Trigger warning: mentions of rape, sexual assault, prejudice
Patriarchy pervades practically every area of our lives. It is the conception of how men, particularly cisgender men, and masculinity are perceived as better and more respected than women, nonbinary individuals or femininity. Male dominance can be powerful and oppressive in the various parts of our country's culture and current events, no matter where you look.
What many men don't want to accept, or perhaps don't realize, is that much of what feminism represents has the potential to directly alter the pain that patriarchal standards produce for men. Men frequently don't put much effort into questioning or reflecting on patriarchal norms. Men are advised to "man up" or told to stop being weak—and of course, the word “weak” is replaced with a derogatory term for women’s anatomy—rather than acknowledging their flaws or embracing vulnerability in order to safeguard their manhood.
Many feminist leaders encourage for all individuals, especially men, to be more analytical and introspective, and to be more comfortable being called out for things that others may disagree with. Understanding how one's actions and views affect others is an important component of feminism, which patriarchal masculinity intentionally avoids by promoting a more individualistic world view.
One of the most damaging aspects of patriarchal masculinity standards is the ever-present urge for men to compete with one another. Almost every element of many men's lives is clouded by the need to consider themselves as superior to others, and especially other men.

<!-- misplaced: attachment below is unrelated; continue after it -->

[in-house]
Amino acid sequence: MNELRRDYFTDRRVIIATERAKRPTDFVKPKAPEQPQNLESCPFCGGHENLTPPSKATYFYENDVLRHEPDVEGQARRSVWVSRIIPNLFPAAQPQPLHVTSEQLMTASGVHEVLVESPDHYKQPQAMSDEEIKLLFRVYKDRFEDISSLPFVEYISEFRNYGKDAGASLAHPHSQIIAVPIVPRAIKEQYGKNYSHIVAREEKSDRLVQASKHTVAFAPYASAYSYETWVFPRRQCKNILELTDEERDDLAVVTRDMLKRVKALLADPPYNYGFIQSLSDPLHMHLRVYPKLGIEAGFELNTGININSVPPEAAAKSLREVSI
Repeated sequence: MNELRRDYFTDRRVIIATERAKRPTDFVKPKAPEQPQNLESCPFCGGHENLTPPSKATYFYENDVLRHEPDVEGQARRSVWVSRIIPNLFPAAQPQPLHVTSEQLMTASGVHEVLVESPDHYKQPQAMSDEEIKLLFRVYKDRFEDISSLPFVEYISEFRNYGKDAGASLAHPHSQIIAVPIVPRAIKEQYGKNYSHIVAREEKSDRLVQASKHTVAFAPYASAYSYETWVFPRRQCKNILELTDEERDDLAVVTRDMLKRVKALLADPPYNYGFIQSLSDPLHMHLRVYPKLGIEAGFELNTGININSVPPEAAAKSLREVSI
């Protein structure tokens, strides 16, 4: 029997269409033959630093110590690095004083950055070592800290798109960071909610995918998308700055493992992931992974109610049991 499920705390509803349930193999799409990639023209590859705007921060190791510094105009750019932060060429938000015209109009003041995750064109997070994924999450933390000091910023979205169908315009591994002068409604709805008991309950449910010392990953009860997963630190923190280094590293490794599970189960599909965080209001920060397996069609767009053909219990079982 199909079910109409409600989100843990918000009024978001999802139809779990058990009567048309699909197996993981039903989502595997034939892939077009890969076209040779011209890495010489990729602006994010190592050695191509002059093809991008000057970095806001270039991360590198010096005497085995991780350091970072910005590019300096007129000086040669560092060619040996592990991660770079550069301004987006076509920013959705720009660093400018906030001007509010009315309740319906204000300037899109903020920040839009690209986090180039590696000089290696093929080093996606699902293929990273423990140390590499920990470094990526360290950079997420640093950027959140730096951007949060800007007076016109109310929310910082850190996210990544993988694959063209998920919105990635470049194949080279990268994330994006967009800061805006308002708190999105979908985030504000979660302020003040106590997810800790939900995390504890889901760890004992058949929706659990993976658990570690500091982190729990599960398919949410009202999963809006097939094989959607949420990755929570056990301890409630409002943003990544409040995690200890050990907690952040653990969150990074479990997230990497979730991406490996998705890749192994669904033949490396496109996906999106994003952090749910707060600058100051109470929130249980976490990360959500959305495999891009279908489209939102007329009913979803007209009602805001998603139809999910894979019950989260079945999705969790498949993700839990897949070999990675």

Despite many perceptions of women being extremely competitive with one another, feminism has evolved around the idea of community and solidarity as important parts of self-love and self-care. It is far more vital for feminists to build a solid community of like-minded and compassionate people than it is to instantly reject or compete with others.
Although the patriarchy helps all men in some manner, it does not benefit all men in the same way. One of the delusions propagated by patriarchy is that if you're a man, you're better than women, and you're surely better than nonbinary individuals. But what if you're a Black man rather than a white man? Or a poor man versus a rich man? A trans guy, a disabled man, an immigrant man, a male citizen or an educated man?
Feminism, particularly in recent years, has emphasized the need for viewing people's experiences through an intersectional perspective. Intersectional feminism provides for a multifaceted examination of a person's varied experiences, histories and prejudices.
There is no rational or fair way to deny that we live in a society that promotes and encourages rape culture. American culture has traditionally been structured in a way that rape, sexual assault or romantic manipulation are not only feasible but often expected of many individuals.
When men are confronted with the issue, they frequently dismiss it with sayings such as "boys will be boys," "they have uncontrollable sexual desires" or "it’s nothing that severe." For the victim, however, they are often treated cruelly, with others labeling them "sluts," stating "they deserved it" or "asked for it." For one reason or another, when addressing these experiences, the person who performed the crime in the first place is absolved of culpability.
Much of feminism's recent focus has been on ridding our society of rape and rape culture. Feminism is concerned with shifting the dialogue from "no means no" to "yes means yes," offering resources for women and other people harmed by rape or sexual assault, and investigating the mechanisms that exist to promote the impression that rape is an anticipated and virtually normal occurrence.
All of this boils down to the incredibly toxic masculinity that the patriarchy has fostered and enabled. It exacerbates issues not just for those who are exposed to all of its negativity, hatred, subjugation and oppression, but also for the men who gain from it. The people performing these actions don't have to question what they have done.
One of the aims of feminism is to empower men to be less toxic and more compassionate and helpful, to share and to establish safe places. Feminism, is essential for men to attain a degree of profound self-love that patriarchy does not permit.
By Evelyn Summers, Staff Writer